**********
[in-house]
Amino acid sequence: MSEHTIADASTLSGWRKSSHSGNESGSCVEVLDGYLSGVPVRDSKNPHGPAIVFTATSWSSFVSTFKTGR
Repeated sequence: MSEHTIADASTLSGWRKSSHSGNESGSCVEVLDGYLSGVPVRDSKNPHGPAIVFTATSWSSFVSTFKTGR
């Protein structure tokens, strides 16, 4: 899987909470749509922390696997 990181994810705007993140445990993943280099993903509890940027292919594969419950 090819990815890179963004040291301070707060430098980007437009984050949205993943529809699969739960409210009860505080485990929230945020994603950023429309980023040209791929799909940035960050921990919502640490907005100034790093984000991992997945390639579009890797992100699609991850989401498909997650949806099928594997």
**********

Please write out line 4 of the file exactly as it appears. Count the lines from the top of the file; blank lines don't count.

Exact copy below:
């Protein structure tokens, strides 16, 4: 899987909470749509922390696997 990181994810705007993140445990993943280099993903509890940027292919594969419950 090819990815890179963004040291301070707060430098980007437009984050949205993943529809699969739960409210009860505080485990929230945020994603950023429309980023040209791929799909940035960050921990919502640490907005100034790093984000991992997945390639579009890797992100699609991850989401498909997650949806099928594997």